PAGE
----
As always, Moose needs to check on his babies every day. They warm to him quickly and by the time they are living in the big girl pen, they will run to the fence to visit with him, just like their older run mates do!

In just two weeks, these girls were outgrowing their baby pen, so we put them into their big girl pen/run during the day. It still gets too chilly out at night to leave them out there, so they go back in the baby pen at night. Also, we are putting together a new, bigger run, and I don’t feel comfortable leaving them out in their new coop without the chainlink fencing around them as an added layer of protection from predators. It’s not all that clear, but you can definitely see that they have grown!

Over the next days we are putting together the big run for them, and moving the big girls large coop over to the new run, and moving the littles to the run also. We’ll be able to have everyone all in the same place, complete with new toys, a pool for the summer (did you know chickens LIKE water? They can swim, though you don’t want to have anything deeper than a few inches – once their feather get saturated they’ll sink like a rock. The water is a nice relief from summer heat though.) Once we get it all together, I’ll do an update post to show you how great it is. They’ll be closer to the cabin, and I’m setting up a little table and chair outside the run so I can sit and have conversations with my chickens. It’s remarkably calming!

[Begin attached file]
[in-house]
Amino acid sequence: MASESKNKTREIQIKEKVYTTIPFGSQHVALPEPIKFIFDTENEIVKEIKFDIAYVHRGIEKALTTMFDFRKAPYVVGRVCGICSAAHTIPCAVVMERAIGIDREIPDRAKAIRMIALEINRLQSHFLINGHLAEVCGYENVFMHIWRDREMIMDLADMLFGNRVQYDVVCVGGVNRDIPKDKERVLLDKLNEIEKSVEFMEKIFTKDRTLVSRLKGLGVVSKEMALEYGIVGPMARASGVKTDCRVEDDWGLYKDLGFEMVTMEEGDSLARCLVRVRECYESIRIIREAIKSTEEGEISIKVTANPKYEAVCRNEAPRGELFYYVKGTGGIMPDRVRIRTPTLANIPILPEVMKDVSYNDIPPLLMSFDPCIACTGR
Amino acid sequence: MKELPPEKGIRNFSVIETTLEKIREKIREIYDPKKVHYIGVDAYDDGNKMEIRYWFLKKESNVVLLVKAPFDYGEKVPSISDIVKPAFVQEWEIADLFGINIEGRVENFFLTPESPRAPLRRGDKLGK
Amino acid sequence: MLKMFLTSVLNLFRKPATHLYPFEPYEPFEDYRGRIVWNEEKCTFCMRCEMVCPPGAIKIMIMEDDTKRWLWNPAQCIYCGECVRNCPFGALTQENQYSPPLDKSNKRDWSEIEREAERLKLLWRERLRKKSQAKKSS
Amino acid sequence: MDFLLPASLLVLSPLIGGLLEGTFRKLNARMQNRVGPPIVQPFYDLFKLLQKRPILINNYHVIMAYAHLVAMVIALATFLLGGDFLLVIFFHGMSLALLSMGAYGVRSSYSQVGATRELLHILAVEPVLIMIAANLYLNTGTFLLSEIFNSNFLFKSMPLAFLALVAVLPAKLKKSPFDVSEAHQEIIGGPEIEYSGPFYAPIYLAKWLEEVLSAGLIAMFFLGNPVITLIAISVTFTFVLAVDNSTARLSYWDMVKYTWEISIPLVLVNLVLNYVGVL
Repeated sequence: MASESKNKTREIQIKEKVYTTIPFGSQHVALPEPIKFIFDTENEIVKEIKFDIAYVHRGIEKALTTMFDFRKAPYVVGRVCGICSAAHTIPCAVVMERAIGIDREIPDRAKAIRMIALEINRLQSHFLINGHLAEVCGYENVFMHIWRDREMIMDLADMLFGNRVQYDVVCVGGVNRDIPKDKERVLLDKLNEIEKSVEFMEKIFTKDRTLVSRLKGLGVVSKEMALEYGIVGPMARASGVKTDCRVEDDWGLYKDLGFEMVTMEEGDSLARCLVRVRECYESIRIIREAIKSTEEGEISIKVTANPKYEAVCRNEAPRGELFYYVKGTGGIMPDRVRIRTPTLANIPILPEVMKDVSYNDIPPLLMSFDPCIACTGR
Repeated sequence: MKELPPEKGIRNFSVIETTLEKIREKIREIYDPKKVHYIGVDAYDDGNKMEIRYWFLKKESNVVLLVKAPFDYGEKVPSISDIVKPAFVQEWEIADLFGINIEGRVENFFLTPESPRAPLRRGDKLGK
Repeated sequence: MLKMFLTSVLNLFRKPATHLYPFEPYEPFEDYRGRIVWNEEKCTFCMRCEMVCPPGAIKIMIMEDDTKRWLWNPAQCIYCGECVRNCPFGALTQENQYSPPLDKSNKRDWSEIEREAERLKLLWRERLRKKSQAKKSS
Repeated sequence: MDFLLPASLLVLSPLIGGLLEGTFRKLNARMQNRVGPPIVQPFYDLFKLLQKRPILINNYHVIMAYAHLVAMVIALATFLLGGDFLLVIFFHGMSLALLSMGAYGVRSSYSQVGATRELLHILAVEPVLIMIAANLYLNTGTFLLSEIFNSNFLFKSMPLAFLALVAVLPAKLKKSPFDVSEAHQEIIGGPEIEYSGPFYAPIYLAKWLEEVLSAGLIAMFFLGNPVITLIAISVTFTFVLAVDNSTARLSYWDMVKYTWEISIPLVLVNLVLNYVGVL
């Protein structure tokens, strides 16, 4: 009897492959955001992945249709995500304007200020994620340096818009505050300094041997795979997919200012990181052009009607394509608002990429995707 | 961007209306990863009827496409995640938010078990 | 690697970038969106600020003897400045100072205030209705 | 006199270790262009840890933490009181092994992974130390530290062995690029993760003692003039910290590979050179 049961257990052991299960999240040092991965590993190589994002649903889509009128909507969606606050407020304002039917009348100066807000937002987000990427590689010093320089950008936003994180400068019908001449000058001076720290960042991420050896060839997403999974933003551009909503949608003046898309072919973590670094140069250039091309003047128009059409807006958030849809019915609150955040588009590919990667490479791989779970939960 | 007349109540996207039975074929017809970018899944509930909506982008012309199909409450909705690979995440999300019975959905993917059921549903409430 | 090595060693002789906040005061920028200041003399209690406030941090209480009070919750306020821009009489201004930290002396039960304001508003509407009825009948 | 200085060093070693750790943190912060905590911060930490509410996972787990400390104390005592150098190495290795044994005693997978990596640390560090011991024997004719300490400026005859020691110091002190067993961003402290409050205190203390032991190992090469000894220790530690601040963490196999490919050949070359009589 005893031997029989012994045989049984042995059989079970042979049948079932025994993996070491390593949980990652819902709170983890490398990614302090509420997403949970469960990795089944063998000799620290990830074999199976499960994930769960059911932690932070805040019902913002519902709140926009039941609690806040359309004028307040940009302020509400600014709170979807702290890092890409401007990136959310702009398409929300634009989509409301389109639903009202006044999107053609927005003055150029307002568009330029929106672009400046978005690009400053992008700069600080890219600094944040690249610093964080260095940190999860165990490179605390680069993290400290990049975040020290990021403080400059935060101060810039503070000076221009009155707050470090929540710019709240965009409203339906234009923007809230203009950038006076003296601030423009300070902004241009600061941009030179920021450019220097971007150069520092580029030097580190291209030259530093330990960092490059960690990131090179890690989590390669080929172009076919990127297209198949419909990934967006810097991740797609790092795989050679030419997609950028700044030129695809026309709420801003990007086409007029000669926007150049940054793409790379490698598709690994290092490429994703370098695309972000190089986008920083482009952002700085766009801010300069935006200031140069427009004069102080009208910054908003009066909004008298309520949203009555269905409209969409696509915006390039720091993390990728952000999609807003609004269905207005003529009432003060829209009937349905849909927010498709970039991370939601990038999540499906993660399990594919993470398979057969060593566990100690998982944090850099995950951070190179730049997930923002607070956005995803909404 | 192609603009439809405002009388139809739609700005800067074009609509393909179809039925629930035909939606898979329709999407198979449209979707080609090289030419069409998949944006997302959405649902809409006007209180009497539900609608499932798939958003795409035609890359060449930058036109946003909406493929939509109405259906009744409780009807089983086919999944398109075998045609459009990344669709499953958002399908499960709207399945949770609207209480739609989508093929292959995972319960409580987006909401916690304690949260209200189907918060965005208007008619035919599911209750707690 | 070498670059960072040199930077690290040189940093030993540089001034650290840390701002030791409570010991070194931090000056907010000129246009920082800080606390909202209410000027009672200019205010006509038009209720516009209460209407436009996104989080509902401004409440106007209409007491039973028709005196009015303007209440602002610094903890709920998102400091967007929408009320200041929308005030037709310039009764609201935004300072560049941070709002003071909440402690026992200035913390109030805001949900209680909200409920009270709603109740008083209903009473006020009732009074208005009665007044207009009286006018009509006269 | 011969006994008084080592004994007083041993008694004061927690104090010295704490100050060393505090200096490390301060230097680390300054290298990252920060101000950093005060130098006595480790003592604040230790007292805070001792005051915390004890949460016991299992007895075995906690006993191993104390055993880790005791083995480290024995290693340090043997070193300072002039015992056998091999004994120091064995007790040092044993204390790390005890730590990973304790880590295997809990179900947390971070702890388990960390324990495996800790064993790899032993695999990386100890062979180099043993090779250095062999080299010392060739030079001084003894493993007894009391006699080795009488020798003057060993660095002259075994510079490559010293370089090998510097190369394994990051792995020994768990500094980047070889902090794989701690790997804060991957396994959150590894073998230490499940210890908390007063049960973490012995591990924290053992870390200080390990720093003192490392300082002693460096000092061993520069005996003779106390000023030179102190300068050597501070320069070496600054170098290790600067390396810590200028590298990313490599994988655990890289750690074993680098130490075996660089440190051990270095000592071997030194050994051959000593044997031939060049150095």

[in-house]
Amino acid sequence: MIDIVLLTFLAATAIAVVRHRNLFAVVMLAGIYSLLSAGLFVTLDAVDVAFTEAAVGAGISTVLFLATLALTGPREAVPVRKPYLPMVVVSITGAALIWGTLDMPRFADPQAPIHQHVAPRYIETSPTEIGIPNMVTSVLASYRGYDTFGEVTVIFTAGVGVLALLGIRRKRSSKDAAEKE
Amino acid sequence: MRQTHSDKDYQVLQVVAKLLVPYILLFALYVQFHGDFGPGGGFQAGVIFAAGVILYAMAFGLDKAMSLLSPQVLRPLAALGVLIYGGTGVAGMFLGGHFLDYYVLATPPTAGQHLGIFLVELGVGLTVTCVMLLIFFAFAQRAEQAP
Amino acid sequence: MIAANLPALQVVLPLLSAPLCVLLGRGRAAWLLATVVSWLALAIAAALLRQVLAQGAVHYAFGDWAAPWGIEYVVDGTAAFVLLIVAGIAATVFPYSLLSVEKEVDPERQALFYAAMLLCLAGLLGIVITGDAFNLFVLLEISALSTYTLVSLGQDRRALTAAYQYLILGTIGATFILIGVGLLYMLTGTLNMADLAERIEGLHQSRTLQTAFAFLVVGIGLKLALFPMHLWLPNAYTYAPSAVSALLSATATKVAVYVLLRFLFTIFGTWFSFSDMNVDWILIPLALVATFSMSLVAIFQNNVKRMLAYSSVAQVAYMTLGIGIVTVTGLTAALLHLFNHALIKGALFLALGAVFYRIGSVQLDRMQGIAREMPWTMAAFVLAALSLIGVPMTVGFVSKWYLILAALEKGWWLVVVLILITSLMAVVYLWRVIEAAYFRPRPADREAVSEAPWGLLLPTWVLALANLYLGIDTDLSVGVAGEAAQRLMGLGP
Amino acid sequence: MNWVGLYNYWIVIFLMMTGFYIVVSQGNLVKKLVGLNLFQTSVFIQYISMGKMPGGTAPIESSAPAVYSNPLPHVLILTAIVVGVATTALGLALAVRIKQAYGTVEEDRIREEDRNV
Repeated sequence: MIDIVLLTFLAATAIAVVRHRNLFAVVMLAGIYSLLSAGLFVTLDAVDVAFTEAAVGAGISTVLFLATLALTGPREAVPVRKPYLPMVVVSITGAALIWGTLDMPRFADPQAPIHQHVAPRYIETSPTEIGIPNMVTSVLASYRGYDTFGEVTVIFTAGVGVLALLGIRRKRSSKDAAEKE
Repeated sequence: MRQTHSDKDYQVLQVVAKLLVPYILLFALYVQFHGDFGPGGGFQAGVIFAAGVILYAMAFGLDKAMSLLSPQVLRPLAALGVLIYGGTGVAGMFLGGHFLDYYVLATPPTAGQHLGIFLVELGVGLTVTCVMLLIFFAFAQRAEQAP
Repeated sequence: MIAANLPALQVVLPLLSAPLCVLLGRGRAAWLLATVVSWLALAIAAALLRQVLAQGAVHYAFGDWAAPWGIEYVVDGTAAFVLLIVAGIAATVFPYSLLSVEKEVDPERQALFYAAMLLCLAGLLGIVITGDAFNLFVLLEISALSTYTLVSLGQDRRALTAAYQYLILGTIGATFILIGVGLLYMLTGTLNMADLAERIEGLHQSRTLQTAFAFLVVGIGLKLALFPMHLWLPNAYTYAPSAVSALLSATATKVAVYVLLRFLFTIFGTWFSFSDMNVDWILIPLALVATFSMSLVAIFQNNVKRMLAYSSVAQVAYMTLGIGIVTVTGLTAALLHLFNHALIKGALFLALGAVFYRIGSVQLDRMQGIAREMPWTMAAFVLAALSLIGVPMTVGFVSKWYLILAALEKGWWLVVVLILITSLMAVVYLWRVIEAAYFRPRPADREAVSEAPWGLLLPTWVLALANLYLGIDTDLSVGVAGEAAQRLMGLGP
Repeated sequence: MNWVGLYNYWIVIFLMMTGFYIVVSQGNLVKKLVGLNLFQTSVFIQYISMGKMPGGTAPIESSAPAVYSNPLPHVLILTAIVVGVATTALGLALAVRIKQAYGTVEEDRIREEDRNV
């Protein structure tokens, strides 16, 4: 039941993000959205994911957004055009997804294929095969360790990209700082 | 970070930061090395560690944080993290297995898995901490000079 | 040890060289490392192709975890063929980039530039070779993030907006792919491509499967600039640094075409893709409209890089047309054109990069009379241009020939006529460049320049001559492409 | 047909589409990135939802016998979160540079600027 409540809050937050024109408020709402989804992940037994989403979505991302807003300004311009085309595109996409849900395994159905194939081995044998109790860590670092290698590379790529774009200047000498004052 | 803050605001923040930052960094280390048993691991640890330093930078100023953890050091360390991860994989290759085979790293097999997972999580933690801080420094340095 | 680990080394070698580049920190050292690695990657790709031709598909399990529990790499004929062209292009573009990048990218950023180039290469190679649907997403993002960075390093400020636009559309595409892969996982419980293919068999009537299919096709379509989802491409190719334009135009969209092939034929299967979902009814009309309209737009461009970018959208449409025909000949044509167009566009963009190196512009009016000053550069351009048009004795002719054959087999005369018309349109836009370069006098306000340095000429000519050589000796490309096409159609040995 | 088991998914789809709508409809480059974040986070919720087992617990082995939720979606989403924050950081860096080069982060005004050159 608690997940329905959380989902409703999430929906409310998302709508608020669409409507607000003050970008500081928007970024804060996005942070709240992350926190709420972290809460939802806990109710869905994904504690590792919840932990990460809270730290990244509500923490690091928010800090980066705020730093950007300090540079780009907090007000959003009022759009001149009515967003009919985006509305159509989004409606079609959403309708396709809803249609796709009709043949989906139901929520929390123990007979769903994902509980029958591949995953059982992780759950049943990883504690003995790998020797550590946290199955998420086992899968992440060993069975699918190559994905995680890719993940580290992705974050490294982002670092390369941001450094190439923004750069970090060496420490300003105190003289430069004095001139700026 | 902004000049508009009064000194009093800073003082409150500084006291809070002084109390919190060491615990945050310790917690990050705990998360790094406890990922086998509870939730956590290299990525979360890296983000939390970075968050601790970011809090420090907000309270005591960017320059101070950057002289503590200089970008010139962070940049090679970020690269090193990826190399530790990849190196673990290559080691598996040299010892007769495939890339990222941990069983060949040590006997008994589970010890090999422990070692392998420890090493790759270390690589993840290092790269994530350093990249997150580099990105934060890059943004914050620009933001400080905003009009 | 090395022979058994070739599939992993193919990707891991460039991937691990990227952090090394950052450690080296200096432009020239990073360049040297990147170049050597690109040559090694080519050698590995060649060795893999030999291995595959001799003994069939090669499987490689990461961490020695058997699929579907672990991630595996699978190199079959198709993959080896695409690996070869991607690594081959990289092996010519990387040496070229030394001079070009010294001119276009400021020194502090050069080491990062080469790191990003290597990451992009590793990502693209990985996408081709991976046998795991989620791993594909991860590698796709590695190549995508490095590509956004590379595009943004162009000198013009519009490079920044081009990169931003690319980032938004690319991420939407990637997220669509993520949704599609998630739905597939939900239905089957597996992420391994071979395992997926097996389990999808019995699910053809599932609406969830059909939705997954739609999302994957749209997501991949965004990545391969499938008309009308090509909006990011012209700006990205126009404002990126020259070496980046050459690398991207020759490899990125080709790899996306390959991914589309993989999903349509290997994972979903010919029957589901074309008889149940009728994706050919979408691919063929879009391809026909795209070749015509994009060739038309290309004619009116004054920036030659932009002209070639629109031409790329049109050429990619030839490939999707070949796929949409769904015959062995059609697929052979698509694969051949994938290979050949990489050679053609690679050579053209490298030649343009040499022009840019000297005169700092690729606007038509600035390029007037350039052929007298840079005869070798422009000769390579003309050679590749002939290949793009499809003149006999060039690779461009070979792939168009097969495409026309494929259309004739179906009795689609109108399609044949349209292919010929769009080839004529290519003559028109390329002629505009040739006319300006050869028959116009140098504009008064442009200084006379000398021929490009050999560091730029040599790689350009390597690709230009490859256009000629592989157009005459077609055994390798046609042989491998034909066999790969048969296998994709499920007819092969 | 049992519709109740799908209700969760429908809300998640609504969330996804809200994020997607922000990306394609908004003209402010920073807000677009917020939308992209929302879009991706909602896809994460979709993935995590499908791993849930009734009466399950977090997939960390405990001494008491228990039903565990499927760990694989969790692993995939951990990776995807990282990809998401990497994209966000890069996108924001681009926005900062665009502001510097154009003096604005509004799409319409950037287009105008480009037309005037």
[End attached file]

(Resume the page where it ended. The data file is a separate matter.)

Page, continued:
Until then, have a safe and healthy Memorial Weekend – and in memory of all of our Military Heros who gave their all for our country, your sacrifice will not be forgotten.

God Bless You!